Family businesses can be heaven on earth, bringing the family together into a cohesive unit while securing financial safety for everyone involved. They can also be hell on earth that can break a family apart and lead to financial ruin. It’s a tricky minefield that doesn’t always have a clear answer. That is why we are going to talk about some of the ways that you can avoid destroying your family [business].
Educate Your Youth
When you are planning on your kids succeeding, you better make sure that they are prepared for the treacherous world of capitalism that awaits them. A big factor in why some family businesses fail is because their youth isn’t educated or prepared enough to take over the family business. There are several ways to make sure you reduce the chances of them turning out incompetent:
Expose Them to the Family Business From an Early Age
Doing this will give them an early sense of how things work around the business, and they can start slowly readjusting to what needs to be done for the business to succeed. It will also give them a more formed opinion on whether they truly want to take over the business or not.
Invest in Their Education
If you want a worthy heir, you will need to educate them. With advanced knowledge in finances plus the field the business covers, you ensure that your successor will at least be competent enough to carry out the business and not run it into the ground.
Raise Them With a Solid Sense of Responsibility
One of the most important factors when joining a business is learning responsibility. That is much more important in a family business where people tend to use nepotism to their advantage and play the pity card how it isn’t their fault. You can have an honest hard-working child only if they have the feeling of responsibility engraved into them.
Don’t Force Your Kids Into the Family Business
We are way past the times where you could force your child into your business without their say, and for a good reason. If you force your kid into the business, you can very well expect them not to do a good job (or even a mediocre one). If they feel unfulfilled and irritated that they are forced to participate in the family job, they will inevitably hate both you and the business. You avoid this by explaining the situation to them over years, seeing whether they show interest in what you are doing and if they want to take over someday. Finally, when they are ready, they can apply for your business just like any other, but what’s important is that you will maintain all of the criteria like you would with any normal employee, family or not.
Be Clear on the Goals of the Family Business
Going into the whole ordeal, you need to make it clear to everyone involved what the exact point of the business is. Is the business going to be a collective passion project? Is it going to be a long-term commitment that you want your kids to educate themselves for? Is it going to be only a short-term thing to gain some money? Are you doing this only to ensure that your family members will have jobs? These are all vital questions that require serious consideration. Maybe you are even doing this to keep the family together because you aren’t satisfied with just phone calls every month. Whatever your reasons may be, don’t drag the members against their will or deceive them with the actual goals of the business, as you will require their full awareness of the point of the business, and only then can they commit or leave.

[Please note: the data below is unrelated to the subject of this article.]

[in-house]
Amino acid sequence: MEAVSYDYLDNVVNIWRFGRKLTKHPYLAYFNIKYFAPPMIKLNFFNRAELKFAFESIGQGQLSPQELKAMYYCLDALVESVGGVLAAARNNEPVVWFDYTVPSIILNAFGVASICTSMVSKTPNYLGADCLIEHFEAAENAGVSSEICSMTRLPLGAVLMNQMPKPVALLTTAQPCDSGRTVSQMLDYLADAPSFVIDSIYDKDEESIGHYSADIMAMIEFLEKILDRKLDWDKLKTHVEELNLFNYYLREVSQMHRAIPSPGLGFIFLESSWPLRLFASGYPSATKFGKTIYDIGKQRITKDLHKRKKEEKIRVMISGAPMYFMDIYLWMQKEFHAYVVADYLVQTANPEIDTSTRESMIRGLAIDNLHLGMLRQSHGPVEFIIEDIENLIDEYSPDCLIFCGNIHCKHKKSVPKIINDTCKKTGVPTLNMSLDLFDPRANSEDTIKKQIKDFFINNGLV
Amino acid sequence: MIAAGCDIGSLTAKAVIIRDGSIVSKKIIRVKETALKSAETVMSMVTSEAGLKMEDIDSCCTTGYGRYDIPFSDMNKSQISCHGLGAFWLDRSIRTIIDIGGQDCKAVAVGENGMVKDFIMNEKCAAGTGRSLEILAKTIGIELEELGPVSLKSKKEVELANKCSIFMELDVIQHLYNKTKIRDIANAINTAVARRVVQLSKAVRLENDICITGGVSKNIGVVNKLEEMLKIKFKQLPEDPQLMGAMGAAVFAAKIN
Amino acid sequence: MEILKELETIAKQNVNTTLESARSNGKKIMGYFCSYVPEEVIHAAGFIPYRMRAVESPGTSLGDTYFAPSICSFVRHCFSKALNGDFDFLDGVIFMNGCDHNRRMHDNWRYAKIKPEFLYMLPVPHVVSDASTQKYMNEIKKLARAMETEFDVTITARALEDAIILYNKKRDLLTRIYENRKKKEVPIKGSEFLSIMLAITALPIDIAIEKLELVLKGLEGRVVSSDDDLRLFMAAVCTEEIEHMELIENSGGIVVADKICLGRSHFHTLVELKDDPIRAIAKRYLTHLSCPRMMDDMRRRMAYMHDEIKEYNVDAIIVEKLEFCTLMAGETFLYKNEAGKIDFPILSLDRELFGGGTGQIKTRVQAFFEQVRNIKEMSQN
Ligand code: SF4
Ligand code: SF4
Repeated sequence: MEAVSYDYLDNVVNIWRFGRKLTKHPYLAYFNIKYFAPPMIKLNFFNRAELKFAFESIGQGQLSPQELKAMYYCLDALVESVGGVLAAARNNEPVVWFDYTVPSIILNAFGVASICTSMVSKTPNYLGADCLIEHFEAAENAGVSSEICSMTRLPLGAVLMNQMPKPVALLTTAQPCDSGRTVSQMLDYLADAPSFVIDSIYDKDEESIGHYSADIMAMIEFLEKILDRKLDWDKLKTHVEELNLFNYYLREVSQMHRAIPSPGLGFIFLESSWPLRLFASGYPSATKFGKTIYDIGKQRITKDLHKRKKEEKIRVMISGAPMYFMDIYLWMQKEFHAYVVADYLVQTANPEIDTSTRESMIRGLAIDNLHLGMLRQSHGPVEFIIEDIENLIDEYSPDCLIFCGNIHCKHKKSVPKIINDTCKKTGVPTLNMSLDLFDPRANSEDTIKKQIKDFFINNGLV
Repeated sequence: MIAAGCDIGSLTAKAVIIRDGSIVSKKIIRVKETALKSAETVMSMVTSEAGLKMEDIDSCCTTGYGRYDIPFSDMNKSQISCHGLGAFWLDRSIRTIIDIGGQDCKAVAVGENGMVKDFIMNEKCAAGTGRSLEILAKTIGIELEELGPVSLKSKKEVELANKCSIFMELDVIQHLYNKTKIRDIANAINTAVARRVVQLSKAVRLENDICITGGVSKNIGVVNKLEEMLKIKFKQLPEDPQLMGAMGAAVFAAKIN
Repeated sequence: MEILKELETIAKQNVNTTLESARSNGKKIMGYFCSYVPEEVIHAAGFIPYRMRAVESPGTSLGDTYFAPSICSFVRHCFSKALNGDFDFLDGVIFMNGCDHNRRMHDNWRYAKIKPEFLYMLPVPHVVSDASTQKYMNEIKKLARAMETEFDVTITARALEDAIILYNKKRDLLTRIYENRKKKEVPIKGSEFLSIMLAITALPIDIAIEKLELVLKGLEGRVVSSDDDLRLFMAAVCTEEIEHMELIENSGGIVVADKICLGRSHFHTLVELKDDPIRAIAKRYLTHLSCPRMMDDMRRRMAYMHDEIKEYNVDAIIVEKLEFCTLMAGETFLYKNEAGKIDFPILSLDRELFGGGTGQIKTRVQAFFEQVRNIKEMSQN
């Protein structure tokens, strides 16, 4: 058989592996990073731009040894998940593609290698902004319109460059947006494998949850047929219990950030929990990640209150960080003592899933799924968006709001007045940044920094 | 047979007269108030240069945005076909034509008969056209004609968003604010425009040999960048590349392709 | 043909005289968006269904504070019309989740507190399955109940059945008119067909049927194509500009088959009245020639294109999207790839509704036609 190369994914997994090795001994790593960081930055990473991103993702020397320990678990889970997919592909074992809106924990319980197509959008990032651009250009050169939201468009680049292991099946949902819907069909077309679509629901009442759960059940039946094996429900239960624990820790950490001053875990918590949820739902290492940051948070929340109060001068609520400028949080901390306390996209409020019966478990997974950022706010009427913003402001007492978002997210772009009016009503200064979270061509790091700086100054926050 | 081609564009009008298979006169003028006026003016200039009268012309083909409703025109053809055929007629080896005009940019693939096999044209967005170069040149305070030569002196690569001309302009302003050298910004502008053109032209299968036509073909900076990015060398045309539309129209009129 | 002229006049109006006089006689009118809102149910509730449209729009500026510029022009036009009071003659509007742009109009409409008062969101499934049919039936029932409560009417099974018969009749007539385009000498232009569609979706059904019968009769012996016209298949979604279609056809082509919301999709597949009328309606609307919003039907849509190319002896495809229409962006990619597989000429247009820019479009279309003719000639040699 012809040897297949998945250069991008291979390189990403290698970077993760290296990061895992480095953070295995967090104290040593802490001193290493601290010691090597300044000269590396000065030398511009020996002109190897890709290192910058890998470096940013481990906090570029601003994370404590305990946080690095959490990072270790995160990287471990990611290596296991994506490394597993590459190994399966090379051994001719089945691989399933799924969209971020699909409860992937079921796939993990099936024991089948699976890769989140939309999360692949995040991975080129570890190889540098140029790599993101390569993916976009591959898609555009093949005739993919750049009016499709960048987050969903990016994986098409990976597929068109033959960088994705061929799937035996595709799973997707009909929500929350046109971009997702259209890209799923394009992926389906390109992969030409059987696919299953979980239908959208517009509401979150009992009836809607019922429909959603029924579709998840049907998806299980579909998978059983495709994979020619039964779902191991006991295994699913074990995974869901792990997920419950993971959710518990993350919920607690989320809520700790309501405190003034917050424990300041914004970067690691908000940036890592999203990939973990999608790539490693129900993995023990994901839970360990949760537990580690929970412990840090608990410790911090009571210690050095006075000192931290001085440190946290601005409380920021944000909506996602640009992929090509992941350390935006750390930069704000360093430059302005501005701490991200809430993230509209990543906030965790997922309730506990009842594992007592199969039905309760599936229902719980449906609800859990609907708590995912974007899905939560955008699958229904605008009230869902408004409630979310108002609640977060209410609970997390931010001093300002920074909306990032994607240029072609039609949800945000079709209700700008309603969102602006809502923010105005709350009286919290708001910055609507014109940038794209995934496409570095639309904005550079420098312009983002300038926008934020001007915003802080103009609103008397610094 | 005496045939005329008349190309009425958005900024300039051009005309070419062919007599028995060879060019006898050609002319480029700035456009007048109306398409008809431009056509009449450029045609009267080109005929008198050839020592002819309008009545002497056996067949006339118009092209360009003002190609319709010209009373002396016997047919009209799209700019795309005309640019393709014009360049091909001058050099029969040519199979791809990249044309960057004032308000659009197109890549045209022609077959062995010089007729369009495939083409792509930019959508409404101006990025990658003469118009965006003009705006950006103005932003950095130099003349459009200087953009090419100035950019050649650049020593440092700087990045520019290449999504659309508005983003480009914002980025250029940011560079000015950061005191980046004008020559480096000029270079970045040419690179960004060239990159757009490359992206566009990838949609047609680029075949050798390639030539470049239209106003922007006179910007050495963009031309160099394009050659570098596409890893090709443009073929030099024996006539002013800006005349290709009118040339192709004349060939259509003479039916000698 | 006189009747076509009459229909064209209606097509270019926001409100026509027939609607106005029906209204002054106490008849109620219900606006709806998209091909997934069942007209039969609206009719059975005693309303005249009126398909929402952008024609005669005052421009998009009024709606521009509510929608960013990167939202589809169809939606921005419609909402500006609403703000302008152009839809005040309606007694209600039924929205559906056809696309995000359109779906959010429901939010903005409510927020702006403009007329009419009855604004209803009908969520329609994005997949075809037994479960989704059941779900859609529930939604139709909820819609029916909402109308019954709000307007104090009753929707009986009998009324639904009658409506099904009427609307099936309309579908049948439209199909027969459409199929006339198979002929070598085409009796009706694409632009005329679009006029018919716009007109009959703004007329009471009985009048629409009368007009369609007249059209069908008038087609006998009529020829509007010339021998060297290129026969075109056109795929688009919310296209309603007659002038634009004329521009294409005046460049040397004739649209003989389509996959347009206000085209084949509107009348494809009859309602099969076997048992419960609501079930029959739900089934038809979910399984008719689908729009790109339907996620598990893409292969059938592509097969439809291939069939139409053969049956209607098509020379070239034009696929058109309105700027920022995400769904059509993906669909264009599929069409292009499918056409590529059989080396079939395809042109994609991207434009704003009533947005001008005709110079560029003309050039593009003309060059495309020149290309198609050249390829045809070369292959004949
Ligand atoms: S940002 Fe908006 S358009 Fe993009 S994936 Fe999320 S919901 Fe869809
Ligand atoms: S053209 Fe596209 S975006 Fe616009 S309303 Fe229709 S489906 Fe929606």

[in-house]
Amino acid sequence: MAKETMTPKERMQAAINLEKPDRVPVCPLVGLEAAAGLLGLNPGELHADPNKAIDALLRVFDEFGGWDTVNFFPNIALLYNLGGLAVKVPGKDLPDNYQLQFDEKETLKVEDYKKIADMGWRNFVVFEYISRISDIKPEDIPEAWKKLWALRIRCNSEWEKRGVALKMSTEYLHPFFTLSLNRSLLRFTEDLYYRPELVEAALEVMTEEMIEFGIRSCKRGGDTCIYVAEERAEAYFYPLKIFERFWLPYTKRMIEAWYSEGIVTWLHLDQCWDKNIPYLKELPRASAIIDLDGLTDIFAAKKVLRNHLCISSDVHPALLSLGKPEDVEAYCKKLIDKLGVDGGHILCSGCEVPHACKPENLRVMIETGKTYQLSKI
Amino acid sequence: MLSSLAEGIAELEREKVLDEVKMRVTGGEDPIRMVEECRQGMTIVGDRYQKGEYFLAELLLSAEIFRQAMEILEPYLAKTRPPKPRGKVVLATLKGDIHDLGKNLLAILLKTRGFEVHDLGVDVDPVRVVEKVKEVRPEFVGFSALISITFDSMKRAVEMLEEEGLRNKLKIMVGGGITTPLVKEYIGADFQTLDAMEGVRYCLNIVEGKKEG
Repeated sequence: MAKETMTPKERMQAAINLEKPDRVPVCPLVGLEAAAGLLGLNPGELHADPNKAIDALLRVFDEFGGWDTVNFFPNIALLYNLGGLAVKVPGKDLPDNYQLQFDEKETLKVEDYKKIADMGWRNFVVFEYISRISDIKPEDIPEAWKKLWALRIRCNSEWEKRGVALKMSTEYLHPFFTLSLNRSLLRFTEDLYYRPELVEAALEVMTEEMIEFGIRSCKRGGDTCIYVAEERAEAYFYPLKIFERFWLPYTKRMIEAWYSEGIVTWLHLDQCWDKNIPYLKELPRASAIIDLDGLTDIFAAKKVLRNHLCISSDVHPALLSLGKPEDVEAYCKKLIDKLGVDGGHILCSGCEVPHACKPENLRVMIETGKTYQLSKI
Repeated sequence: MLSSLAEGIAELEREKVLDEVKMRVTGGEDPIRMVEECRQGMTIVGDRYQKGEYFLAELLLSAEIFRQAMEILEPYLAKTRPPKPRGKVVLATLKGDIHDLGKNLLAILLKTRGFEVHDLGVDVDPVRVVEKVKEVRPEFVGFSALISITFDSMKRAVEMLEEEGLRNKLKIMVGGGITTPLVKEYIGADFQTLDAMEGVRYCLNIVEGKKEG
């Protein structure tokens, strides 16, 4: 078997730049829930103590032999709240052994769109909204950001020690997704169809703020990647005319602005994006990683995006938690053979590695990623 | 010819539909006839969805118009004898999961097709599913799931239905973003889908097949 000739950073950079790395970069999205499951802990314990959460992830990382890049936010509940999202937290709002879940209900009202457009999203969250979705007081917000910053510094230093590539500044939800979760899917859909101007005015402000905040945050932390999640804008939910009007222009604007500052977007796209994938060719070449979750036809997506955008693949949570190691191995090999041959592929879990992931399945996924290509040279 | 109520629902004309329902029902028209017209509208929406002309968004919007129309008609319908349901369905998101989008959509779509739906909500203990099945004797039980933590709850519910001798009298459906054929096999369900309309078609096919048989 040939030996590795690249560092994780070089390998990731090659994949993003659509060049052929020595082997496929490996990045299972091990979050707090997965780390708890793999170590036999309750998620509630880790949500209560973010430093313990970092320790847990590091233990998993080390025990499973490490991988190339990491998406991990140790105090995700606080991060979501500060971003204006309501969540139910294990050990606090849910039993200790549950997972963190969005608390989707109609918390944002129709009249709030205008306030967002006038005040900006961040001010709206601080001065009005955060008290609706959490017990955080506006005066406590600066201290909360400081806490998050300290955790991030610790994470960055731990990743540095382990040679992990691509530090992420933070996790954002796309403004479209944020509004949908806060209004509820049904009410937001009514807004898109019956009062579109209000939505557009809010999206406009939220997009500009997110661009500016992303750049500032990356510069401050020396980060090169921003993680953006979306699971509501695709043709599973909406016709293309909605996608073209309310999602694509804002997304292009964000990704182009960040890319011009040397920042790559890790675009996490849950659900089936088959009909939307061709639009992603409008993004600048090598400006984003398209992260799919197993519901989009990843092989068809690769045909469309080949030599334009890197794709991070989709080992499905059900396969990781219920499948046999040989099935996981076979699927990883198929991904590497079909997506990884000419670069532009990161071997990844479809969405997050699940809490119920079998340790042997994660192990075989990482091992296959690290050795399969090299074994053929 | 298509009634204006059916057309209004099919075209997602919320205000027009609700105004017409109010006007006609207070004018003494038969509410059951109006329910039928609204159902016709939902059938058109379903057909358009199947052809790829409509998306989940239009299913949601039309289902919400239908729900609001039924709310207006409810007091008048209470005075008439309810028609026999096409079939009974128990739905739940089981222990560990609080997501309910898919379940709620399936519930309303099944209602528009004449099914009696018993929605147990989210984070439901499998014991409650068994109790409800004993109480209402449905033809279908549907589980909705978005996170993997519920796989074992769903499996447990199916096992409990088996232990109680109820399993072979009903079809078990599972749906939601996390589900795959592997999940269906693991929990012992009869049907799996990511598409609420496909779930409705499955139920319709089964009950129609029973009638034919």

Don’t Insist on Equality, Insist on Meritocracy
There is no such thing as perfectly equal performance. People will work differently and have different levels of motivation to do so. They will contribute to the business in their ways, but some will put a lot more effort into it. That is something that you need to make clear at the beginning to avoid problems down the line. You want to avoid the situation where your daughter is asking you to be paid the same amount as the mother while doing half the work. Reward people only based on how much they contribute to the business. You need to treat the family members and the non-family members equally. Use already-established business standards and norms for this, and there won’t be any problems. So you can throw factors like family positions, age, and personal needs out the window.
Once the time has come to decide on who inherits what is when the family will fight the most. Everyone will overvalue themselves and say that they deserve a bigger share of the business. Sometimes some will want to throw it all away and refuse to inherit anything. It isn’t uncommon to see in some situations even a family lawyer is required to solve all of the disputes. The older members in charge will struggle with accepting the fact that their time is over and passing down the lead role to their kin. There is no real solution to this issue as every family is different. It will fall on you to think of a way to deal with this without breaking the whole family apart.